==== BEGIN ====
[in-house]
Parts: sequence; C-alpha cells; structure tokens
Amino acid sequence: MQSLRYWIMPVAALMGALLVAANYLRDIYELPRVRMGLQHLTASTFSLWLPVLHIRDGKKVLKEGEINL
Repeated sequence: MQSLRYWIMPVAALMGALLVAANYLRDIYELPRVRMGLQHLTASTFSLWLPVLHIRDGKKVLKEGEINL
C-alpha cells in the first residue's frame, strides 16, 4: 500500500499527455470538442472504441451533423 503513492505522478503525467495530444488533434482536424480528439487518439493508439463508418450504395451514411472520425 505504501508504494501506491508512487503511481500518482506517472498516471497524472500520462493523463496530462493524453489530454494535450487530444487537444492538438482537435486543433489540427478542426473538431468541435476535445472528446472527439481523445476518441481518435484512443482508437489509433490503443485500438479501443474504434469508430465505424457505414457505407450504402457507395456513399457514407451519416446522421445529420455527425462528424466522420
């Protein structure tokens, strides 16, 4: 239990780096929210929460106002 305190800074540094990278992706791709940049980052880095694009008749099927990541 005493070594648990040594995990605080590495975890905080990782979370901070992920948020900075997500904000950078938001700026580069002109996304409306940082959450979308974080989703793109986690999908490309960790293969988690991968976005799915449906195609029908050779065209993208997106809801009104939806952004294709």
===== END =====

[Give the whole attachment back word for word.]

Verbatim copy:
[in-house]
Parts: sequence; C-alpha cells; structure tokens
Amino acid sequence: MQSLRYWIMPVAALMGALLVAANYLRDIYELPRVRMGLQHLTASTFSLWLPVLHIRDGKKVLKEGEINL
Repeated sequence: MQSLRYWIMPVAALMGALLVAANYLRDIYELPRVRMGLQHLTASTFSLWLPVLHIRDGKKVLKEGEINL
C-alpha cells in the first residue's frame, strides 16, 4: 500500500499527455470538442472504441451533423 503513492505522478503525467495530444488533434482536424480528439487518439493508439463508418450504395451514411472520425 505504501508504494501506491508512487503511481500518482506517472498516471497524472500520462493523463496530462493524453489530454494535450487530444487537444492538438482537435486543433489540427478542426473538431468541435476535445472528446472527439481523445476518441481518435484512443482508437489509433490503443485500438479501443474504434469508430465505424457505414457505407450504402457507395456513399457514407451519416446522421445529420455527425462528424466522420
């Protein structure tokens, strides 16, 4: 239990780096929210929460106002 305190800074540094990278992706791709940049980052880095694009008749099927990541 005493070594648990040594995990605080590495975890905080990782979370901070992920948020900075997500904000950078938001700026580069002109996304409306940082959450979308974080989703793109986690999908490309960790293969988690991968976005799915449906195609029908050779065209993208997106809801009104939806952004294709």